Amidst all the humor, there are poignant moments. As in the movie, the much loved teacher of Geometry, Sister Liguori dies unexpectedly, leaving a grieving school, as well as a grieving dog who loved her. And despite Jane Trahey’s stated view that the nuns were “the enemy” (tongue-in-cheek) there are signs all over the place that the nuns are really more understanding than she admits. As in the movie, Mother Superior really does help Jane with her sewing project and at the end, when Jane is shocked at Mary’s choice to become a nun and refuses to speak to her, it is Mother Superior who comes to her to comfort her and tell her she will one day understand why Mary did what she did. There is a gradual process, throughout the book, of beginning to see nuns as people rather than just as nuns. In a way, Mary becoming a nun completes that process.

One thing that was fun was how rooted in popular culture her book was. The nuns take the girls on a field trip to the Chicago World’s Fair, before it had officially opened in 1933. She also references movie stars like Fay Wray, Jeanette MacDonald, Deanna Durbin, and Ginger Rogers. She goes to see Kitty Foyle, released in 1940, and cries her way through it. She also mentions wanting to learn the Carica, which is a dance that had a brief span of popularity owing to the first dance Fred Astaire and Ginger Rogers ever did together in the 1933 film Flying Down to Rio. She has a crush on Robert Taylor, who was the hottie of the mid 1930s. There is no trace of a depression. Her parents seem to have been fairly well off.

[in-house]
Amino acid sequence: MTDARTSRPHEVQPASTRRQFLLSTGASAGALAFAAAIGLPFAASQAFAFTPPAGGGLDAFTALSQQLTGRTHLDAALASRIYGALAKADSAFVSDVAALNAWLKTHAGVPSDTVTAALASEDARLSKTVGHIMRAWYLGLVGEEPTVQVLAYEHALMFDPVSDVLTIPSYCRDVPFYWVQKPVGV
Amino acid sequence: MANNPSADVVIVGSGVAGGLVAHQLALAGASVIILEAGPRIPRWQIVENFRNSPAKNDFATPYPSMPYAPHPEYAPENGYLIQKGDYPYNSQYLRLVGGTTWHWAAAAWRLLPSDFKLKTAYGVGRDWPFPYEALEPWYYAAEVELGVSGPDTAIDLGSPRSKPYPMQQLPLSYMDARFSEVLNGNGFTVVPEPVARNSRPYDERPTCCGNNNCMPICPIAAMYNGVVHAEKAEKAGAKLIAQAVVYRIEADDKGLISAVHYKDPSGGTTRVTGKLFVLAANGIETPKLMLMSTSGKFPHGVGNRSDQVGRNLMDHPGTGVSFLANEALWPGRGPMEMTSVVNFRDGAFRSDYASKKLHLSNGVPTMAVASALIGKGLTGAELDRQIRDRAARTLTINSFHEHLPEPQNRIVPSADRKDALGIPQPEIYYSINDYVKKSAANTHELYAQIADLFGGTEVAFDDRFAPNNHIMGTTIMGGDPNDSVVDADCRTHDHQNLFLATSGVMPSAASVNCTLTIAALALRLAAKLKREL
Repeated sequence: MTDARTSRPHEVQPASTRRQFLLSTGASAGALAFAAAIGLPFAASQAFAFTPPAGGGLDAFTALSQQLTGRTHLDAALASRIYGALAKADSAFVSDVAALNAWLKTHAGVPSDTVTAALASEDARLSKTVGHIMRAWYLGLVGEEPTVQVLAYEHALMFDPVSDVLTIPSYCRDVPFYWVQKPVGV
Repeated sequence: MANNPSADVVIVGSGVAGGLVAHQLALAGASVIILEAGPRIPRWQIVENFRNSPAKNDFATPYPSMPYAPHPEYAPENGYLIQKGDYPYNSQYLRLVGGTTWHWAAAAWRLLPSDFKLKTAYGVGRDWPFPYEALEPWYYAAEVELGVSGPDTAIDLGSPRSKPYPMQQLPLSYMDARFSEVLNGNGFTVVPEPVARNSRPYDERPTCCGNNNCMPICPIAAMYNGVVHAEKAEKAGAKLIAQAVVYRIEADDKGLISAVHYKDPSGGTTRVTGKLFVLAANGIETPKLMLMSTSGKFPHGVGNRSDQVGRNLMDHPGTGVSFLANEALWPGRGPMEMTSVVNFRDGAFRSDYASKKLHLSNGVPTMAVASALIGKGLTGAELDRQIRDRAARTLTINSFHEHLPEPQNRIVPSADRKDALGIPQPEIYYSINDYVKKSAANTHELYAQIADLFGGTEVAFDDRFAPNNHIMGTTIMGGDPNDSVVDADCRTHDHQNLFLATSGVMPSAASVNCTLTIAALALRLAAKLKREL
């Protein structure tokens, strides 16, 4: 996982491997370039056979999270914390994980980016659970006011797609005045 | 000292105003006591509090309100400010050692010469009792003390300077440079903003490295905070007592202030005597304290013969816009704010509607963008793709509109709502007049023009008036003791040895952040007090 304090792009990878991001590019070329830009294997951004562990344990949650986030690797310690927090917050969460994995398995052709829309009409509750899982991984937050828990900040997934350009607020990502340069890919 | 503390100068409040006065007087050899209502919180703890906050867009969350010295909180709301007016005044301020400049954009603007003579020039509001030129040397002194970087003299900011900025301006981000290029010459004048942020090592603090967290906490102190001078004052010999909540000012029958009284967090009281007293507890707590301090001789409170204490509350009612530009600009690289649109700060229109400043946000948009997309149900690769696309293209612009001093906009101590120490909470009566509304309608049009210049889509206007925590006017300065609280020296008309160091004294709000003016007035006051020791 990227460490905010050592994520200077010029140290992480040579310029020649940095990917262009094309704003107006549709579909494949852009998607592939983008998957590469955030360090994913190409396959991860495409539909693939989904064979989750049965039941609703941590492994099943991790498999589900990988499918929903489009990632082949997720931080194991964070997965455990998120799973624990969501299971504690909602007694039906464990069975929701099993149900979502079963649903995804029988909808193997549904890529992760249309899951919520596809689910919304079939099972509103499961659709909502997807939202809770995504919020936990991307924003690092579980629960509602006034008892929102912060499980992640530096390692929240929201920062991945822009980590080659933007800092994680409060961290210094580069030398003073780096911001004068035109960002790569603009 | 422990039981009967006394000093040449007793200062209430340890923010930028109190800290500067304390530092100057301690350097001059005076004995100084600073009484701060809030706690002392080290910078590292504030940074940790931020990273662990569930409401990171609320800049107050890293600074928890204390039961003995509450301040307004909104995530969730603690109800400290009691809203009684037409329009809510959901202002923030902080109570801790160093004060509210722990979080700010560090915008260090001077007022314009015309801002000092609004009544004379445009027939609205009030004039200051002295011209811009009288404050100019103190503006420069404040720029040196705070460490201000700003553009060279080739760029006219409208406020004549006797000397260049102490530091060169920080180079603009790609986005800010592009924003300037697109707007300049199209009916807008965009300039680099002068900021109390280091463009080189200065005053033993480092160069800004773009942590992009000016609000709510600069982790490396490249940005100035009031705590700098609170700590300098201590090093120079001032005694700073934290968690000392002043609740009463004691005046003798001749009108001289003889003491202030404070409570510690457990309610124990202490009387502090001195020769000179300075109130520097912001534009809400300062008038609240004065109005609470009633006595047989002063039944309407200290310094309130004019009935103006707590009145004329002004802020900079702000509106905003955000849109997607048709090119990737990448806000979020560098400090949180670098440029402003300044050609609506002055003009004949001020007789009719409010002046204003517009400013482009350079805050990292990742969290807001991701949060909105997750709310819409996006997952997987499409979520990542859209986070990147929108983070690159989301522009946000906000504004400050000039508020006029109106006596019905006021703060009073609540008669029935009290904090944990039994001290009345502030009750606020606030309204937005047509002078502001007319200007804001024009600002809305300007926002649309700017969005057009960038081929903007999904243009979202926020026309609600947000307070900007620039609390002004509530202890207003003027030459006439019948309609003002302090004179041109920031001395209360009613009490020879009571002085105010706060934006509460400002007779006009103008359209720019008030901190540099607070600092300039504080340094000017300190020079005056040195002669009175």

After reading the book, I was curious about her life and found the most information in her obiturary in the New York Times, which gives a quick overview of her life as a successful and creative business woman. She lived from 1923-2000 and was a very successful copywriter and opened her own advertising company in the 1960s. She also wrote, penning everything from books about her experiences, novels, pamphlets, slogans for products like Danskin tights and so on. Her most famous ad campaign was for Blackglama, worn by stars like Lauren Bacall, Audrey Hepburn, Barbara Streisand, and Maria Callas. Their slogan was “What Becomes a Legend Most.”

This has little do to with the book, but here is a video showing all the many stars and modals who have worn Blackgama through the years.



Posted by on March 23, 2015 in Books